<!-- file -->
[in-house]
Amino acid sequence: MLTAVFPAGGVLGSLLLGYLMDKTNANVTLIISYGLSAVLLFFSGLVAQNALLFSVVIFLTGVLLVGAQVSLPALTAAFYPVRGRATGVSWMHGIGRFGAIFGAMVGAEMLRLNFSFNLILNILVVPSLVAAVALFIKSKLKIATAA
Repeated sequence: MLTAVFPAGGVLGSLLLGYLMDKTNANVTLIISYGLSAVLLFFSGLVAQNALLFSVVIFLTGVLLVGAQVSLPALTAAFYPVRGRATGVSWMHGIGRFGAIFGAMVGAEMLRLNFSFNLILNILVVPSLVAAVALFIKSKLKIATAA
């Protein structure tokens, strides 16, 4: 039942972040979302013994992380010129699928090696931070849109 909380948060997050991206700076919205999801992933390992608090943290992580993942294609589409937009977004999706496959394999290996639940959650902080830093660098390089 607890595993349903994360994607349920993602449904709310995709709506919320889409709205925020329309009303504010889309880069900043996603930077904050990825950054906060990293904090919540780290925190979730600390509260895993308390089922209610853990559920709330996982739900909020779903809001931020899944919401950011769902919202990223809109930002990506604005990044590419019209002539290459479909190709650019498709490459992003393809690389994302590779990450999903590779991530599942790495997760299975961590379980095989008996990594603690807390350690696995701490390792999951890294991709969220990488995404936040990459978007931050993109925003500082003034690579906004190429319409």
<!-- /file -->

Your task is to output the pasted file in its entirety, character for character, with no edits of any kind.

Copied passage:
[in-house]
Amino acid sequence: MLTAVFPAGGVLGSLLLGYLMDKTNANVTLIISYGLSAVLLFFSGLVAQNALLFSVVIFLTGVLLVGAQVSLPALTAAFYPVRGRATGVSWMHGIGRFGAIFGAMVGAEMLRLNFSFNLILNILVVPSLVAAVALFIKSKLKIATAA
Repeated sequence: MLTAVFPAGGVLGSLLLGYLMDKTNANVTLIISYGLSAVLLFFSGLVAQNALLFSVVIFLTGVLLVGAQVSLPALTAAFYPVRGRATGVSWMHGIGRFGAIFGAMVGAEMLRLNFSFNLILNILVVPSLVAAVALFIKSKLKIATAA
């Protein structure tokens, strides 16, 4: 039942972040979302013994992380010129699928090696931070849109 909380948060997050991206700076919205999801992933390992608090943290992580993942294609589409937009977004999706496959394999290996639940959650902080830093660098390089 607890595993349903994360994607349920993602449904709310995709709506919320889409709205925020329309009303504010889309880069900043996603930077904050990825950054906060990293904090919540780290925190979730600390509260895993308390089922209610853990559920709330996982739900909020779903809001931020899944919401950011769902919202990223809109930002990506604005990044590419019209002539290459479909190709650019498709490459992003393809690389994302590779990450999903590779991530599942790495997760299975961590379980095989008996990594603690807390350690696995701490390792999951890294991709969220990488995404936040990459978007931050993109925003500082003034690579906004190429319409």